Glossary of the Sherman Tank
Modeling the U.S. Army in WWII

Gary Binder has provided this nucleous of definitions of significant Sherman features. Readers are invited to send in additional definitions to expand the knowledge base for modelers—especially for those just starting their addictions to modeling the Sherman tank.

75mm gun
The M3 tank gun, 41 calibers in length, ballistically similar to the old French M1897. Preferred by U.S. planners for its HE capability.

76mm gun
M1 series, longer, better muzzle velocity for AP use, roughly equivalent to German L48 75mm gun used in some Pz IV. Early version had plain muzzle, M1A1 was threaded for a muzzle brake but the threads were covered with a cap. M1A1C and M1A2 guns had a double-baffle muzzle brake (seen on later M4A1 and M4A3 tanks with 76mm guns and on some M18 tank destroyers).

105mm howitzer – M4 gun
Used for HE capability. Intended for close support functions. 105mm HEAT could penetrate Panther tank at 500 yds. But these tanks were not often used for anti-armor combat. The M4, 105H and M4A3, 105H were used as close support vehicles, three issued to each tank battalion HQ’s Assault Gun platoon, later additional issue of one per medium tank company.

17-pounder gun
The British-designed 17 pounder anti-tank gun was adapted for use in the 75mm turret of the M4 series tanks. The resultant conversions were referred to a "Fireflies" and the British designation had a "C" added, i.e. Sherman VC (read as Sherman Five Cee). The radio was moved to an armored box on the rear of the turret. The bow gunner position was used for ammo storage and the machine gun port plated over.

Ammunition designations
AP: armor-piercing
HE: high explosive

HEAT: High explosive, anti-tank

Radio antennas were made up of sections, each one approximately 3' long with an additional 1" on each end for the threaded connectors. The assembled antennas for command tanks had five of these sections, and regular tanks had three sections. Each section had a numbered designation, and the connections are color coded from base (white) to tip (black), with the connections of the same color being joined together:
BLUE - MS-52 - RED

Appliqué armor (hull)
These were standardized 1" armor slabs added to later production "dry" stowage tanks and to remanufactured vehicles. There were apparently some added at depot level overseas, but this was not a true "field" modification. In 1945, the experience with the M4A3E2 showed the desirability of heavier armor and a number of M4A3 76W and M4A3E8 were modified by depots by adding armor cut from damaged M4A3s. Referred to in modelers' information as "expedient Jumbos." Appliqué armor is NOT seen on the M4A1, 76mm or the M4A3’s with "wet stowage" because the ammunition racks were relocated within the hull.

Appliqué armor (turret)
Changes in the power traverse system in the turret required thinning the front face of the turret so an external reinforcement was added. This is a plate that is seen in front of the gunner's station in the turret and wraps around the right side, tapering down. The turret protection was fixed by thickening the right "cheek" of the turret, so the external reinforcement was no longer needed.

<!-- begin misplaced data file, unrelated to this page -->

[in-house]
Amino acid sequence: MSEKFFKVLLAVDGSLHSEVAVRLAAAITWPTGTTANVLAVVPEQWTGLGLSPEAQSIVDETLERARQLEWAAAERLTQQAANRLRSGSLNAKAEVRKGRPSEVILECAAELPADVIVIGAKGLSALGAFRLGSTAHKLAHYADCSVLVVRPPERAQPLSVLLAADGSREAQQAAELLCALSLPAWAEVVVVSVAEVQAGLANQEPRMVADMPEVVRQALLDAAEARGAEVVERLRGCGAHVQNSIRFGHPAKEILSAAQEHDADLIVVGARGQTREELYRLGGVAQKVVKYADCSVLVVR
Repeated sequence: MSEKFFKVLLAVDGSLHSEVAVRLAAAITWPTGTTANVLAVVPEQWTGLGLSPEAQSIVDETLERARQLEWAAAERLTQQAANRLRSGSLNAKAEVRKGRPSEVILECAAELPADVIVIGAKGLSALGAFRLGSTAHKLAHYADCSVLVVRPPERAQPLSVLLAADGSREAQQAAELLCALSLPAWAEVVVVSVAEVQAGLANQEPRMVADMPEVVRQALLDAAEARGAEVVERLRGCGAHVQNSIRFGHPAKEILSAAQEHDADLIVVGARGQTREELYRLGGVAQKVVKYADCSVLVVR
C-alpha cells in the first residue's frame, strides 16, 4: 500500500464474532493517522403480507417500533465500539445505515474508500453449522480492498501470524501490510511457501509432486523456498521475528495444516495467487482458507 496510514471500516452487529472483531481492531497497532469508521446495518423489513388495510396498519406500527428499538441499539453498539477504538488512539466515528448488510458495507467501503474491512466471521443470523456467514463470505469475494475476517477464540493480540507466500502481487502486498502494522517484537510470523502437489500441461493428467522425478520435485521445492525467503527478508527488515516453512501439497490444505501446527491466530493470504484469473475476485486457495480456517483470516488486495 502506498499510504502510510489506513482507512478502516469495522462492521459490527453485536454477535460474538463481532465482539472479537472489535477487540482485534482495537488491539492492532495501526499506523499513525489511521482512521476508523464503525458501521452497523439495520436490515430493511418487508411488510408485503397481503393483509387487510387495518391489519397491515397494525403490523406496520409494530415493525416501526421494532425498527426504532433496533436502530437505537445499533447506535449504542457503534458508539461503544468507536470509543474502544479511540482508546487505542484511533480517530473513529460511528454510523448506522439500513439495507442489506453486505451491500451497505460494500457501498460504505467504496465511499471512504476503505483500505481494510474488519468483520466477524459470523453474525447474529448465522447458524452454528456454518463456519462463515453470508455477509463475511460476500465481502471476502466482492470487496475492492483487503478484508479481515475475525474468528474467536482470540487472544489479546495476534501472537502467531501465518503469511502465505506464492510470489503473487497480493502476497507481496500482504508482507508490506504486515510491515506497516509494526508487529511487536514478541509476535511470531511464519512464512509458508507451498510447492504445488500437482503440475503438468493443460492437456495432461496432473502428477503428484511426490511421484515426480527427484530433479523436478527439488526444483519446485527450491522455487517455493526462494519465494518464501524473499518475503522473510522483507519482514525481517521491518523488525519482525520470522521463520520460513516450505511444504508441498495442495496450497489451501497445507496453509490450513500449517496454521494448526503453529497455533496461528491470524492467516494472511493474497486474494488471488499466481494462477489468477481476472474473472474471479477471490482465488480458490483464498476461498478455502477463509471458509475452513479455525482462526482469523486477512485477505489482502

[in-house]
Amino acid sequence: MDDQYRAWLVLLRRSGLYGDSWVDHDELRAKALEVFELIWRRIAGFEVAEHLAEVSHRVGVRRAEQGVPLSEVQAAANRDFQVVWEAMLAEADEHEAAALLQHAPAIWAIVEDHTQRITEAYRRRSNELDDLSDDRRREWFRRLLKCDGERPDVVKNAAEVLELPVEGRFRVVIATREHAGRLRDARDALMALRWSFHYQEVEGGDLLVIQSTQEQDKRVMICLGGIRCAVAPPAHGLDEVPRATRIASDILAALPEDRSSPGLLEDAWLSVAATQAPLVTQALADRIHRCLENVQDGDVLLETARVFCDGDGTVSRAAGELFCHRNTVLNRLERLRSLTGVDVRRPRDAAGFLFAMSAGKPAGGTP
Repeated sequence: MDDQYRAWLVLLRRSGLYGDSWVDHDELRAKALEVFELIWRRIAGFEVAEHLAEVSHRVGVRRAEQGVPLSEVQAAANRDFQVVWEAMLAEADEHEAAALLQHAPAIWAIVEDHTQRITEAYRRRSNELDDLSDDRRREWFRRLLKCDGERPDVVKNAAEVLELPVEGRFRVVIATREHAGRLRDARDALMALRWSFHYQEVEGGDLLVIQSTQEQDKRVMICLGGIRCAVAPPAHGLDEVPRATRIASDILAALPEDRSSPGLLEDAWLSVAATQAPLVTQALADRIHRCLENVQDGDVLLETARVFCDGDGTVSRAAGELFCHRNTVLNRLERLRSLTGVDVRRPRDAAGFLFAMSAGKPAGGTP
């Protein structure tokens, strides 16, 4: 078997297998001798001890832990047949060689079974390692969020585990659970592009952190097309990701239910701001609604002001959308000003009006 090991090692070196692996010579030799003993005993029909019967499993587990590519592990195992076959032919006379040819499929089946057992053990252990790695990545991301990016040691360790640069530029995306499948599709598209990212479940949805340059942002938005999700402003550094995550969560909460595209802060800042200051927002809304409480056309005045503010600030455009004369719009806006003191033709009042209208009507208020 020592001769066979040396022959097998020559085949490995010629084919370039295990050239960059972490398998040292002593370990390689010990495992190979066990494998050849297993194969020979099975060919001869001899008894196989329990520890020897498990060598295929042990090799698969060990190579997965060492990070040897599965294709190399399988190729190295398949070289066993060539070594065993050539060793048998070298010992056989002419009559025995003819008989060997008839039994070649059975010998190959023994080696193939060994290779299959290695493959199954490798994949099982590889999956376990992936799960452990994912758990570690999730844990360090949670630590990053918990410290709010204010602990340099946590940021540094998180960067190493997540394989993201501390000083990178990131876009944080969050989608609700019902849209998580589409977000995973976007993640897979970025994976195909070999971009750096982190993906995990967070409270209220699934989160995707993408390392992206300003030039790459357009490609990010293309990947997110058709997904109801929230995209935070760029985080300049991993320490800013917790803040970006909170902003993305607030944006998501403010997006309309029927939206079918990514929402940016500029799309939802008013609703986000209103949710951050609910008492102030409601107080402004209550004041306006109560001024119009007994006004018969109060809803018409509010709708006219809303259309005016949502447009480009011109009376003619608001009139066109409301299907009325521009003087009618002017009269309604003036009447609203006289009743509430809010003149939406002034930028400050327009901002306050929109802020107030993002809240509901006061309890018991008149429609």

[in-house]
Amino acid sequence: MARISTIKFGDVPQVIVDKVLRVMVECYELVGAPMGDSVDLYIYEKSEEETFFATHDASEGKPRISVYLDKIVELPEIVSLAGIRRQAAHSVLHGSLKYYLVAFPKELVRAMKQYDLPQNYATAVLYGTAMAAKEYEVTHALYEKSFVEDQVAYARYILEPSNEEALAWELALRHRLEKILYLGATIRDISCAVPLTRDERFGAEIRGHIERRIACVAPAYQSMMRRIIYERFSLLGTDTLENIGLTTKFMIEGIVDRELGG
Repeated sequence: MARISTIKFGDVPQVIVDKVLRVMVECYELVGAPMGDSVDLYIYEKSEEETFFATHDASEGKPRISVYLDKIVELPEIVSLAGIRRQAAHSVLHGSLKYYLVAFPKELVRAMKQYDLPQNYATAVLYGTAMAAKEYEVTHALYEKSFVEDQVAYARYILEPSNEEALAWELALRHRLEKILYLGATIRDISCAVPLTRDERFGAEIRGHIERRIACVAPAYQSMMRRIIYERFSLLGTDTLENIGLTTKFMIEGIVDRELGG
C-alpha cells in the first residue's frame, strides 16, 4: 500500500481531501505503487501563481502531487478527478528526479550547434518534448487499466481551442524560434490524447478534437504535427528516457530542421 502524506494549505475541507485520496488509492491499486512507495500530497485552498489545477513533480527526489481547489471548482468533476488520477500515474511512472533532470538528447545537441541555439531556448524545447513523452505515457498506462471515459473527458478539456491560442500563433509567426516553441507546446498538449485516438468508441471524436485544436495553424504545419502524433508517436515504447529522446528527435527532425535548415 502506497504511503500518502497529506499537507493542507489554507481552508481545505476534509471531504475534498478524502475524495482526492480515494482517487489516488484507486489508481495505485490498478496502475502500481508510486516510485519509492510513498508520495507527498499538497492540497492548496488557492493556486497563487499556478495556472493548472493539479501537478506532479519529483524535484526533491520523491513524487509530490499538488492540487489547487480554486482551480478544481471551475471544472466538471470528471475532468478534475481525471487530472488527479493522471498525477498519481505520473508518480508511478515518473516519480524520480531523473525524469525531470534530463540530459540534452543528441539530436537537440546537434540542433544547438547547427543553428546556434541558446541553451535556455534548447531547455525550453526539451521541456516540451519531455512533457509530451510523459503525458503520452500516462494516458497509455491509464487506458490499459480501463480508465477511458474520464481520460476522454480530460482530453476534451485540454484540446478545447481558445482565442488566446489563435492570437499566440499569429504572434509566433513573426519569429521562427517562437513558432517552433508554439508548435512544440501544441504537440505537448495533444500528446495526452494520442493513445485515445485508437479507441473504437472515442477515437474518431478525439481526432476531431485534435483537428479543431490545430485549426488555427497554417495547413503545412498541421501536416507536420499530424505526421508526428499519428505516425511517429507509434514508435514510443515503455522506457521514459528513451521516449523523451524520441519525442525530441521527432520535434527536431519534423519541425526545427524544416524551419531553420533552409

Direct vision slots
Small slots provided in the armor in front of driver and assistant driver allowing direct vision ahead, could be closed with small armored flap. This feature came from pre-war designs and was soon deleted from production.

"High bustle" turret
The 75mm turret rear profile was changed to improve clearance for the larger drivers' hatches of the later hull designs. This clearance change resulted in the "high bustle"turret with older turrets termed as "low bustle." These are modelers' terms only, the Army would have referred to the turrets by drawing number.

Return Rollers
All return rollers for the VVS suspension were steel. Return rollers for HVVS had rubber coverings, as did idlers.

The Sherman used two different types of suspension systems:

  • Vertical Volute Spring Suspension (VVSS)
    Standard spring system used on most U.S. tanks of WWII, not only on the Sherman and its chassis-related vehicles (M7 "Priest" and M10 and M36 tank destroyers, for example) but in the earlier M3 medium; a lighter-duty version was used in all the Stuart family of light tanks. Initial version used on the M3 medium Lee and Grant tanks and early versions of the M4 and M4A1 Shermans and M7 HMC Priest had the return roller positioned over the center of the bogey, which housed the volute springs. The next version installed a skid over the bogey unit and moved the return roller to horizontal arm that extended to the rear of the tank. This arm was later angled upward and is referred to as "raised" or "upswept."
  • Horizontal Volute Spring Suspension (HVSS)
    A revised suspension that not only provided a better ride, but used a 23-inch wide track that improved flotation. Test vehicle was the M4A3E8, so the suspension is often referred to as the "E8"or "Easy Eight." This nickname sometimes refers to the M4A3E8 or "Medium Tank M4A3, 76mm, Wet Stowage with HVSS."

Towing Cable
The length of the Sherman towing cable was 20', and it was 1 1/8" in diameter.

Wet stowage
Due to vulnerability of ammo stowed in the sponsons of original production M4 versions, the main gun ammunition was redesigned to be under the turret floor in bins that were surrounded by a water/antifreeze mixture that was supposed to smother fires before they could become lethal. This coincided with production changes to the upper hull assembly on the M4, 105, the M4A1, 76, the M4A2 and all M4A3s. The drivers' hatches were enlarged; the glacis plate was simplified and moved to a 47-degree angle, giving the hull a distinct exterior change. Earlier tanks are unofficially referred to as "dry" stowage to refer to the earlier pattern hull.



Modeling the U.S. Army in WWII © Timothy S. Streeter